Indian government has pledged to bring Geeta home 13 years after she was found in Pakistan.
Deaf and mute, Geeta has been stuck in Pakistan for 13 years, unable to return to her native India because she cannot remember or explain exactly where she is from. But after repeated false dawns, Geeta has new reason to hope.
Following fresh media coverage the Indian government this week pledged to bring her home, in an echo of a smash-hit Bollywood film. Bajrangi Bhaijaan, featuring Indian superstars Salman Khan and Kareena Kapoor, tells the mirror image of Geeta’s story—a mute, young Pakistani woman who ends up trapped in India.
Geeta, aged in her early 20s, lives in a women’s shelter in Karachi run by the Edhi Foundation, Pakistan’s largest welfare organization. News of her plight surfaced in 2012 but no progress was made in tracing her roots. But India’s High Commissioner to Pakistan T. C. A. Raghavan visited Geeta on Tuesday evening to collect preliminary information, which could help track down her home and parents. And afterwards Indian Foreign Minister Sushma Swaraj vowed to bring the story to a movie-style happy ending, tweeting: “We will bring Geeta back to India.”
It is still unclear how long the formalities will take or whether her hometown has been identified.
Although she cannot speak, Geeta can write the words “Telangana”, the name of a state in southern India, and “Peddavura”, the name of a village, in Hindi along with the number 193. Edhi officials speculate this may have been the number of her house. Her memory of how she came to be in Pakistan is hazy and her account, communicated through improvised sign language, has changed over time.
When AFP met and interviewed her in 2012 she said she ran away from home after quarrelling with her parents but this week she said she remembered losing her family at a big Hindu festival near a river. Geeta, then aged 11 or 12, had no identity papers when she was found by police alone and disorientated on a train that had crossed the border into Lahore. Even the name Geeta was given to her by Edhi staff. She was handed over to Edhi officials, who have looked after her ever since.
“They told us that she would be mistreated in jails and pass through cumbersome judicial process and still her destiny was not sure,” said Faisal Edhi, the organization’s acting chief. “So they handed the girl to us so that she could be properly looked after.”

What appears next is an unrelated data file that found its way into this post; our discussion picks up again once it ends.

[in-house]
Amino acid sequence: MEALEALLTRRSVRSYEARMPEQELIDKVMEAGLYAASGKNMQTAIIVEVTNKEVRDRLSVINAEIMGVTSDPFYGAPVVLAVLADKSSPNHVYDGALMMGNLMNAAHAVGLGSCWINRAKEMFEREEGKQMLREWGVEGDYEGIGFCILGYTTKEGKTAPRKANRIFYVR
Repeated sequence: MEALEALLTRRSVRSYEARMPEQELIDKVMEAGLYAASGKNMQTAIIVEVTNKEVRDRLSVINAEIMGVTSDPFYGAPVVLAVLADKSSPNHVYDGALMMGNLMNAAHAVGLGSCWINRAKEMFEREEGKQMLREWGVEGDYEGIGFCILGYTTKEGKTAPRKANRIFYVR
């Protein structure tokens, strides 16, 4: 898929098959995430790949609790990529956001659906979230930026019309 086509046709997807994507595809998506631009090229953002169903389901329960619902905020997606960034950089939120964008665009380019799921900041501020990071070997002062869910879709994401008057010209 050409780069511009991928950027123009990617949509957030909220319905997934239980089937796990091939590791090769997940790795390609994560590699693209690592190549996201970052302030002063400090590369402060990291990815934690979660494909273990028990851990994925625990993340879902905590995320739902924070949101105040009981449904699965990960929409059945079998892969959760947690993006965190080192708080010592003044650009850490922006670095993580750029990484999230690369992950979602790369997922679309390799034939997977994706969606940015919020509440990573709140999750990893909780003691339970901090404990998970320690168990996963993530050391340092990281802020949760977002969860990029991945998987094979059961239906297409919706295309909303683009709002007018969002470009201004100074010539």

Ties between Pakistan and India, which have fought three wars since 1947 and have several intractable territorial disputes, are perpetually thorny. Geeta’s plight is slightly better than that endured by Pakistani and Indian fishermen, who are regularly detained by the other side for straying into disputed waters and can languish in jail for years before being allowed to return home.
Raghavan, the Indian high commissioner, said he was confident Geeta’s family would soon be traced despite recent tensions between the two nations.
“There have been ups and downs in the relations between the two countries, but the relations of humanity always remain intact,” he told reporters after meeting Geeta.
In Karachi she lives at an Edhi shelter for women and girls in a bustling area of the old city, where they discovered she was Hindu and set up a place for her to worship. Geeta rings bells and lights incense and earthenware lamps to pray to different Hindu gods, whose images are kept on a table topped with a white cloth.
“She worships her deities in the temple and also offers prayers with her Muslim fellows and even fasts in the holy month of Ramzan,” Edhi said.
The foundation has made repeated attempts to trace Geeta’s family but with no success. “In 2013, an Indian diplomat visited us to know about Geeta but he also warned that she might languish in jails in India as she had no traveling or identification documents,” Edhi said. “So we chose to let her stay with us instead of pushing her to some other ordeal.”
Edhi hopes the success of Bajrangi Bhaijaan, one of the biggest hits in the subcontinent this year, will jog someone’s memory and help reunite her with her family.
Geeta watched the movie recently, Edhi said, breaking down in tears at the climactic scene when the heroine is reunited with her mother—and leaving more determined than ever to go home. Her eyes glistening, Geeta told of her hopes through sign language—getting her photo taken for a passport and then flying to India.
“I love my home back there,” she said, making a heart gesture with her hand. “Here I am sad.”